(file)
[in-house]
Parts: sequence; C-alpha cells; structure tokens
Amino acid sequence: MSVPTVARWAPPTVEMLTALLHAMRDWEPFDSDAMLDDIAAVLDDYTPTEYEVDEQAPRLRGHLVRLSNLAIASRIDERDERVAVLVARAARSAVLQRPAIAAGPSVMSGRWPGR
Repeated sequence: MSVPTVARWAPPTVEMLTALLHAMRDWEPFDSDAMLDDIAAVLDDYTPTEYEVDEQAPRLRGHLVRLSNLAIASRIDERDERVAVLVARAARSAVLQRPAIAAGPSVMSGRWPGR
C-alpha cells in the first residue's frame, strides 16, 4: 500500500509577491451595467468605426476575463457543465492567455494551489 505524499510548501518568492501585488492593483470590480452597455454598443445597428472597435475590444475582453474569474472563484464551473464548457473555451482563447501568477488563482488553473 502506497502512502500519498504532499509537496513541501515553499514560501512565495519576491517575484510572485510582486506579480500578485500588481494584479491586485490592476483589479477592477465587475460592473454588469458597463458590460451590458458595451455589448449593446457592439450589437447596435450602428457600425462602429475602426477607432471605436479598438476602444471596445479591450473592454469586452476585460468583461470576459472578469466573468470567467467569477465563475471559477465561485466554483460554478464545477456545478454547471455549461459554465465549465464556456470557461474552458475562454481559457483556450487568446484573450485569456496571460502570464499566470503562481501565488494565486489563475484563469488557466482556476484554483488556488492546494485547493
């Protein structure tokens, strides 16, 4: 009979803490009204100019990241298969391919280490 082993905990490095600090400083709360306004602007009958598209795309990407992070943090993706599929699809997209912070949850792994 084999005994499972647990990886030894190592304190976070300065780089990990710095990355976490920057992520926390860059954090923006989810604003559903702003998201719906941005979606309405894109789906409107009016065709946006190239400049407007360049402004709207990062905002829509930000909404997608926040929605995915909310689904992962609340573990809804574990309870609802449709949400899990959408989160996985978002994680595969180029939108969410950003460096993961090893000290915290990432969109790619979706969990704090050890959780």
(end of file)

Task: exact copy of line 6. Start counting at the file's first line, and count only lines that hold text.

């Protein structure tokens, strides 16, 4: 009979803490009204100019990241298969391919280490 082993905990490095600090400083709360306004602007009958598209795309990407992070943090993706599929699809997209912070949850792994 084999005994499972647990990886030894190592304190976070300065780089990990710095990355976490920057992520926390860059954090923006989810604003559903702003998201719906941005979606309405894109789906409107009016065709946006190239400049407007360049402004709207990062905002829509930000909404997608926040929605995915909310689904992962609340573990809804574990309870609802449709949400899990959408989160996985978002994680595969180029939108969410950003460096993961090893000290915290990432969109790619979706969990704090050890959780």